Inside Organics Blog

New law plays hide-and-seek with GMO labeling

By Harriet Behar, MOSES

On July 29, 2016, President Barack Obama signed into law a bill that requires all food packages to indicate whether or not they contain genetically modified Ingredients (GMOs). This bill, the “National Bioengineered Food Disclosure Standard,” was passed by both houses of Congress about two weeks before this signing. Consumer advocacy groups and other organizations had nicknamed this bill the DARK Act—Denying Americans the Right to Know.

So what does this bill actually require? Not a clear on-package statement. Manufacturers could choose to put statements such as “produced with genetic engineering,” “partially produced with genetic engineering,” or “may be produced with genetic engineering” depending on the type of food in the package and its ingredients, as had been required by Vermont. (Vermont’s labeling law has been superseded by the passage of this Federal law.)

The new labeling law requires only a QR code, such as this one, to inform consumers about the genetically modified ingredients in a product. (Our own truth-in-labeling disclosure: this QR code will take you to the MOSES donation form.)

The new labeling law requires only a QR code, such as this one, to inform consumers about the genetically modified ingredients in a product. (Our own truth-in-labeling disclosure: this QR code will take you to the MOSES donation form.)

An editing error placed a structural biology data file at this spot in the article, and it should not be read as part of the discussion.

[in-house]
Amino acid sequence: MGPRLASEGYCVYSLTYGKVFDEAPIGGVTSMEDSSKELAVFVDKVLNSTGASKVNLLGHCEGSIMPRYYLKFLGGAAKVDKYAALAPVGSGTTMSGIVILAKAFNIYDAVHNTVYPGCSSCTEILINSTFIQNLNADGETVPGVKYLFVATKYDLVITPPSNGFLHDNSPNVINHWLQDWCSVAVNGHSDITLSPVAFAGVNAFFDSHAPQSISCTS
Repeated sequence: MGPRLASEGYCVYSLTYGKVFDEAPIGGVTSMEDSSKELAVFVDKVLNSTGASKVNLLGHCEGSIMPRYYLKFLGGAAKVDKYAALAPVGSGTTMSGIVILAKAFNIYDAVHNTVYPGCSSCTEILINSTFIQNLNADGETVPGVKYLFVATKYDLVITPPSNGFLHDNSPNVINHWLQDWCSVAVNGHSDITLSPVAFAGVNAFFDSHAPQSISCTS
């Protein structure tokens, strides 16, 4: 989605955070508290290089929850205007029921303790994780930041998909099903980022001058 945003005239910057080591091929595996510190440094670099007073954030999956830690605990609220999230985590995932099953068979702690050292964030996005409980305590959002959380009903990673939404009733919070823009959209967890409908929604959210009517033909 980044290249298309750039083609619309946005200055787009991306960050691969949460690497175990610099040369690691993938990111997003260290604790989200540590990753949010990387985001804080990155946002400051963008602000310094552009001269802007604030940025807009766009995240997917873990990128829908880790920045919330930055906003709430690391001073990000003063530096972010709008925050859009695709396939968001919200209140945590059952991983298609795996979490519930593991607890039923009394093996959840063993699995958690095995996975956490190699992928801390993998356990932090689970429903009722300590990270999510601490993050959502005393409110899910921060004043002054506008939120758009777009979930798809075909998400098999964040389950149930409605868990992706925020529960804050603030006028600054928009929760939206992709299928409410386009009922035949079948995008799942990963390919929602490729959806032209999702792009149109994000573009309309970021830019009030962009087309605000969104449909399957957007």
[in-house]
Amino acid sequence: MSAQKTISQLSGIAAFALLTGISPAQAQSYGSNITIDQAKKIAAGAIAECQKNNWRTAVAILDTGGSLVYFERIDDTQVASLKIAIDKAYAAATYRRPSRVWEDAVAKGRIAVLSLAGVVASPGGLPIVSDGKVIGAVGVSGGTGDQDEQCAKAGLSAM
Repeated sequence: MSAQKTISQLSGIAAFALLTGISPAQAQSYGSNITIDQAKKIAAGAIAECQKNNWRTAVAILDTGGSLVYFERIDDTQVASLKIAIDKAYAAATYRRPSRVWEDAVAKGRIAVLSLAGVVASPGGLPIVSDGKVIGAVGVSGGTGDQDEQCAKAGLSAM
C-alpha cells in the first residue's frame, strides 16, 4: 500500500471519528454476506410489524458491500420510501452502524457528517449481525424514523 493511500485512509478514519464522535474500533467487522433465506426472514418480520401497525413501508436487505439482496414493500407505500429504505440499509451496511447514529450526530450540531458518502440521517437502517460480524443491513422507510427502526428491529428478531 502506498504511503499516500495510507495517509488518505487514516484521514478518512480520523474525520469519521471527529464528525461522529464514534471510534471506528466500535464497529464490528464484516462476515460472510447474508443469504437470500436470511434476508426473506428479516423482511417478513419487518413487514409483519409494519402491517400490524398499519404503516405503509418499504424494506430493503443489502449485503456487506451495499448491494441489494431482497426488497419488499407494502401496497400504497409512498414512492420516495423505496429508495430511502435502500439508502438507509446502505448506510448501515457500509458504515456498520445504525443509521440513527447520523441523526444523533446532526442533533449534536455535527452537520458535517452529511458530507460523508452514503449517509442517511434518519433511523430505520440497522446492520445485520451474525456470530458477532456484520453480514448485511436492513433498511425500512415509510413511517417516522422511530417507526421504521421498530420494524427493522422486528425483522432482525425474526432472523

However, this clear and easy-to-read statement is not required. Instead, the law requires manufacturers only to disclose this information through the use of a QR (quick response) code—those strange-looking matrix barcodes that you can scan with a smartphone to access a website with additional information. The package needs a statement such as, “Scan here for more food information.” The label also could state “Call for more food information” and list a toll-free number, or provide a website where consumers can find information.

This bill enables food manufacturers to hide the information and forces the public to seek it out. The statement is not even mandated to explain that the “more food information” is actually the place you need to go to find out the GM content of the food you are buying and eating. To confuse things further, the bill does not use the common identifier “genetically engineered or modified,” but instead introduces a new term, “bioengineered.”

It is estimated that 80 percent of all processed foods sold in the United States include ingredients that originated from genetically modified crops. Most American consumers have no idea that they have been consuming GMO foods. Even for consumers who purchase organic foods, it is difficult to avoid any GMOs in their diets, especially when the food package does not tell you whether or not GMOs are in it.

The Food and Drug Administration is concerned that this new labeling law, to be implemented by the USDA, would conflict with FDA’s required statements on food packaging. The concern for the FDA (and many others) is that the definition of bioengineering is confusing and misleading. That definition, which states “Bioengineering…refers to a food (A) that contains genetic material that has been modified through in vitro recombinant deoxyribonucleic acid (DNA) techniques; and (B) for which the modification could not otherwise be obtained through conventional breeding or found in nature.”